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AcidCoast - in short

The research project AcidCoast asks how the issue of ocean acidification can be integrated into coastal zone management in Norway.

Continued sustainable economic development in Norway depends on well-functioning coastal zone management, as the coastal zone is facing the combined threat of climate change and ocean acidification. Both phenomena being a consequence of carbon dioxide emissions, ocean acidification is often referred to as the less-known 'twin of global warming'.

Inevitable and dramatic changes

Acidification will lead to unprecedented changes in coastal ecosystems in the course of the coming decades. With the current levels of global carbon emissions, this process of change is inevitable. In AcidCoast, researchers from Western Norway Research Institute (WNRI), Nordland Research Institute (NRI), Nord University, the Norwegian Institute for Water Research (NIVA), and the Scottish Association for Marine Science (SAMS) examine how sustainable governance of the coastal areas may help mitigate the negative consequences of ocean acidification.

Future effects

Until today, scientists have hardly studied the process and impact of ocean acidification in coastal areas. Researchers from NIVA will therefore begin by measuring ocean acidification at two study sites – one in Lofoten in Northern Norway and one in Sunnhordland in Western Norway. Based on their findings, the researchers will be modelling the possible future effects of ocean acidification on marine ecosystems. 

Involving stakeholders and communities​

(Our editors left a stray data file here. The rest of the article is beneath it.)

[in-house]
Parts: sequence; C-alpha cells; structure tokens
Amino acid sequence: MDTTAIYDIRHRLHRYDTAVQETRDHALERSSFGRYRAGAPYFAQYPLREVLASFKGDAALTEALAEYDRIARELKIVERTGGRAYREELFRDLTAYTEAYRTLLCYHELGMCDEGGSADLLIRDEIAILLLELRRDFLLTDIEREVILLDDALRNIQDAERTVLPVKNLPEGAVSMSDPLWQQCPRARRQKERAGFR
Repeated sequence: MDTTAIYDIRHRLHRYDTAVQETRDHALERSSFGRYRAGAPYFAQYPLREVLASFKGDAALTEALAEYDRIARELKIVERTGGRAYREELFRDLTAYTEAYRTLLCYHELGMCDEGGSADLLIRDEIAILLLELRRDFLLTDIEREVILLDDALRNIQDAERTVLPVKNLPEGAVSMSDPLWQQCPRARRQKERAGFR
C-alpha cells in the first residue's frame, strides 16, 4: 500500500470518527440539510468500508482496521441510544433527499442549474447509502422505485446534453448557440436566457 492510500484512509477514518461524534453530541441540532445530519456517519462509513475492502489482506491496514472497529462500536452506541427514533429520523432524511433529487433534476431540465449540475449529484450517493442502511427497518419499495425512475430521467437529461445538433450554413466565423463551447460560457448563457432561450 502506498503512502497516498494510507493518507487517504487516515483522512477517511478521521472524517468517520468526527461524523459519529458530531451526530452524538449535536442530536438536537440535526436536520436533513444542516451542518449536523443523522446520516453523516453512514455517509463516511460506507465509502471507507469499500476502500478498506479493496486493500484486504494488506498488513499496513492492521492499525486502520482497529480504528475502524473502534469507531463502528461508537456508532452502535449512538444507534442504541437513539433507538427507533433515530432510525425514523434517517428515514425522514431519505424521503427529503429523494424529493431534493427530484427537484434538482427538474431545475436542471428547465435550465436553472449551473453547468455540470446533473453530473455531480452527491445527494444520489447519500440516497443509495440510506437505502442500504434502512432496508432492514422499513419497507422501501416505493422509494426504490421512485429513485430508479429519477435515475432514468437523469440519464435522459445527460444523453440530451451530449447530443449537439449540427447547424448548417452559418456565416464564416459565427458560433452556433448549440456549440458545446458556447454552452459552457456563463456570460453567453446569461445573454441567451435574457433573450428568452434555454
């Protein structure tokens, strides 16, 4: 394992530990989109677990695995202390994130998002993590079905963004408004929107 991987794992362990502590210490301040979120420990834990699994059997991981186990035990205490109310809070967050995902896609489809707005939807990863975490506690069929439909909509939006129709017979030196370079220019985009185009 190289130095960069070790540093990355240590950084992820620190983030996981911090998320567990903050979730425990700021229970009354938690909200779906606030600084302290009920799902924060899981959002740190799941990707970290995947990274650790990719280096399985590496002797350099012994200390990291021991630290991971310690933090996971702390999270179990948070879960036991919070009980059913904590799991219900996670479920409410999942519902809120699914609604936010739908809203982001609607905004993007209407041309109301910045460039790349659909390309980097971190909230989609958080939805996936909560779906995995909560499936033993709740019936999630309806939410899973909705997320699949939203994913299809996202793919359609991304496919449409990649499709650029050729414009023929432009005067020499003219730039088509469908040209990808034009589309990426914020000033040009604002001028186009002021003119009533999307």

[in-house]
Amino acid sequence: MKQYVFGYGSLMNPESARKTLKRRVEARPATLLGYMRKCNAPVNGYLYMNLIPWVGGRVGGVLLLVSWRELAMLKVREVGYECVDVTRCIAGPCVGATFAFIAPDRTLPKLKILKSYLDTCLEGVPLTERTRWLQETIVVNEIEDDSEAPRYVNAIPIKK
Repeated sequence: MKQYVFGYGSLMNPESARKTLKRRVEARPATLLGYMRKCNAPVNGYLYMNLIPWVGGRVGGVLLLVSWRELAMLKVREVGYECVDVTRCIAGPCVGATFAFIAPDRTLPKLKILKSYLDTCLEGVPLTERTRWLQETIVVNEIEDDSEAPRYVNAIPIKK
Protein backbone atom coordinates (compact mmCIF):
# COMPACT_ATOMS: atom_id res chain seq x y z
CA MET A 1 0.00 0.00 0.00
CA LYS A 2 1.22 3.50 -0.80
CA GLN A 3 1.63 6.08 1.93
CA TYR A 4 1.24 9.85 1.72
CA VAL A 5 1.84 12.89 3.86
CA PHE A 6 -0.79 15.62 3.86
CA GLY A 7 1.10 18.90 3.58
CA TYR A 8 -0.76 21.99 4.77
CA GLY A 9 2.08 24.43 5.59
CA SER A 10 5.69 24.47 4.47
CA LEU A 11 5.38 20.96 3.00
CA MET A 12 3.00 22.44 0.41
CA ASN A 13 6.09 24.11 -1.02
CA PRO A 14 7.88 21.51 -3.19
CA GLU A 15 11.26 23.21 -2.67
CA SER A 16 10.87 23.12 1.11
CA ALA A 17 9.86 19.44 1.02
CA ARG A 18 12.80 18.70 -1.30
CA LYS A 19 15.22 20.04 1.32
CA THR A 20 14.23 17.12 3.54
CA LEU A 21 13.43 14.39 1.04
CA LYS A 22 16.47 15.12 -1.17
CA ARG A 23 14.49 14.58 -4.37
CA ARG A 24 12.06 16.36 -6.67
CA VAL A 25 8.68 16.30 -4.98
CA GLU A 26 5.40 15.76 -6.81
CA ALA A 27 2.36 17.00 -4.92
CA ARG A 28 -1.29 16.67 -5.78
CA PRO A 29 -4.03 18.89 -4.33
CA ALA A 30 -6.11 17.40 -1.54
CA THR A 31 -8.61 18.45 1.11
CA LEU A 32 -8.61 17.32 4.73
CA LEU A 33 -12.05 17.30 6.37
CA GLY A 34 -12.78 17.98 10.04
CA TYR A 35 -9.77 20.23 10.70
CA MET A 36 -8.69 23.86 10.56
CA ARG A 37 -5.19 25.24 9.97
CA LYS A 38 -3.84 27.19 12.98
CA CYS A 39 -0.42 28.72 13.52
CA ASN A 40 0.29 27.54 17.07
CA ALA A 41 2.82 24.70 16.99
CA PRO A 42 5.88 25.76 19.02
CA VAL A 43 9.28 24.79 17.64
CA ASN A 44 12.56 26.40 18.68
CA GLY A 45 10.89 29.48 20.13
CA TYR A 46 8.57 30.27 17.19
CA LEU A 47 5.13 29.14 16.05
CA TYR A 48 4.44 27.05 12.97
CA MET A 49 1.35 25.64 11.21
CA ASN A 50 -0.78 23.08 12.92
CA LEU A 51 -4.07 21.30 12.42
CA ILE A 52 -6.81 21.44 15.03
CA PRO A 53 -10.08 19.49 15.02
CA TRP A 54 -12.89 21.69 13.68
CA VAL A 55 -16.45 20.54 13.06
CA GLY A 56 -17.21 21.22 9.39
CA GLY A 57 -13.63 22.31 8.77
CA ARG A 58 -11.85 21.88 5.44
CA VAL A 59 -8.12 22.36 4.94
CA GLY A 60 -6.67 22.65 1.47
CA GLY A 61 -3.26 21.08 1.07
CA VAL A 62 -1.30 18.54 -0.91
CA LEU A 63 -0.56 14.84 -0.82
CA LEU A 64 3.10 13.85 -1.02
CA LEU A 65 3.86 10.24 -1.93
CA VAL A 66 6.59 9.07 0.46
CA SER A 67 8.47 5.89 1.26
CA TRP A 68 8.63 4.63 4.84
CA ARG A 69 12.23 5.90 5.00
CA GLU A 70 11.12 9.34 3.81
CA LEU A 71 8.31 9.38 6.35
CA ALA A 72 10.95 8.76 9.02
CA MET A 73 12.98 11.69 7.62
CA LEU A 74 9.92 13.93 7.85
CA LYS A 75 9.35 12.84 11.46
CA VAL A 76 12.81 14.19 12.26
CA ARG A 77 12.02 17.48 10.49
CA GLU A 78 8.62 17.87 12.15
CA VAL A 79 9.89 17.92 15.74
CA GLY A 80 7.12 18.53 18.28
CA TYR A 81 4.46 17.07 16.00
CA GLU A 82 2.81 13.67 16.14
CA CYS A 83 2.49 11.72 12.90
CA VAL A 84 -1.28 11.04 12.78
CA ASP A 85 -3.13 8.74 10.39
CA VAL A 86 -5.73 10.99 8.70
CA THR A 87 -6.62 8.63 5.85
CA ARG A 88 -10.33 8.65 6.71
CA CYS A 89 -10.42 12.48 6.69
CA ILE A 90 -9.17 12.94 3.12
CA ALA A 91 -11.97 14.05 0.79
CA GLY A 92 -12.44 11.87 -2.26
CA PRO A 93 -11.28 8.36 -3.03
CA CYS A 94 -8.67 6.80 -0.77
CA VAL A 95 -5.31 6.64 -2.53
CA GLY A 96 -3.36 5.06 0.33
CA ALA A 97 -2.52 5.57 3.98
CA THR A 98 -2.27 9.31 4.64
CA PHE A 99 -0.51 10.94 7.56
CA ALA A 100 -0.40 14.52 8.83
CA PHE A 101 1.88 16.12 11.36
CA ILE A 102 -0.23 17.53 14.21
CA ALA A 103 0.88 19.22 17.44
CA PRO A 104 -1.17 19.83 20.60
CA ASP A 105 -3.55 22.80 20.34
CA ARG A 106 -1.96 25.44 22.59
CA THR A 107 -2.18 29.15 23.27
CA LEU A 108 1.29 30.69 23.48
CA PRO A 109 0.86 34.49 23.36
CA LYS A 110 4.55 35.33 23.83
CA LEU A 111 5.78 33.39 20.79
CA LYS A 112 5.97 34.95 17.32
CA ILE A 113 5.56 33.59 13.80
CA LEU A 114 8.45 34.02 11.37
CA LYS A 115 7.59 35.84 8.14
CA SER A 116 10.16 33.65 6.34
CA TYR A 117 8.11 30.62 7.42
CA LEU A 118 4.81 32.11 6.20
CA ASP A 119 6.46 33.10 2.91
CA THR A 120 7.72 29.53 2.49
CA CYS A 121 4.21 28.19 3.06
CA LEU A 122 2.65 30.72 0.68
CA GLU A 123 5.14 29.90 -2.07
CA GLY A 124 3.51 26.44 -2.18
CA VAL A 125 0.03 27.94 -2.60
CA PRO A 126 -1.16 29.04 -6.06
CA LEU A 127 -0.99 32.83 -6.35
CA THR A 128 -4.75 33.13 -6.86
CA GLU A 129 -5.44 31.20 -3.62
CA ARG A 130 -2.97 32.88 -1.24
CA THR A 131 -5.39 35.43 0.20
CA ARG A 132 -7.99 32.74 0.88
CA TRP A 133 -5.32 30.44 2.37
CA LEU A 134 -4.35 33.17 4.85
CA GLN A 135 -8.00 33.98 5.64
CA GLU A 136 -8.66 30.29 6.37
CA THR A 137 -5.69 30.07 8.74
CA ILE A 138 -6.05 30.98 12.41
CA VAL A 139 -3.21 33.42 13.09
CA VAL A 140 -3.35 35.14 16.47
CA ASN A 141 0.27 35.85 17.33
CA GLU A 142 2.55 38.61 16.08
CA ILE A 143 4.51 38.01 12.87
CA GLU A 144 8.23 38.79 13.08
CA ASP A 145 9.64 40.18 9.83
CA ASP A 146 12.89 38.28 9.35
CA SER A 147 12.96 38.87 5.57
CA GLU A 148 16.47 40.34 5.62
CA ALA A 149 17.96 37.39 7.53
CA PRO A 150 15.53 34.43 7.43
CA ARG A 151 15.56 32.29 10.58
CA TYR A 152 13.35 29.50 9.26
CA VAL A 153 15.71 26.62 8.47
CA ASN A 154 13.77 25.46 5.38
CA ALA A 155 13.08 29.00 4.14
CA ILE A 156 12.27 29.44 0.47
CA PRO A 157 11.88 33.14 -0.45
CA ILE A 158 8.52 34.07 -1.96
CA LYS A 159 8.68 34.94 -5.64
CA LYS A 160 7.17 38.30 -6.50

In order to make results applicable to stakeholders in coastal zone management, the researchers will seek to co-produce knowledge with members of the case communities, as well as representatives for fisheries, aquaculture, and other important industries in the case areas. The project will also cooperate closely with stakeholders in coastal zone management, e.g. through organising stakeholder workshops.  

All-year measurements

A cruise to measure sea water pH and carbonate saturation levels has been conducted both in the Sunnhordaland case and in Lofoten. In addition, the ocean chemistry team at NIVA will soon start training local users in Lofoten and Sunhordland in water sampling, so that the project will be able to monitor pH levels throughout the entire year, as there may be considerable seasonal variation.

Looking to Scotland

Through cooperation with The Scottish Association for Marine Science, a research institute located in Oban (UK), the project will allow for comparisons across coastal management systems in Scotland and Norway. Researchers from Nordland Research Institute, Western Norway Research Institute and Nord University, in cooperation with stakeholders from governance institutions, will also develop models for adaptive coastal zone management that allow for a more rapid response to ocean acidification and other expected changes in the coastal zone.

The project leader is Halvor Dannevig at Western Norway Research Institute.

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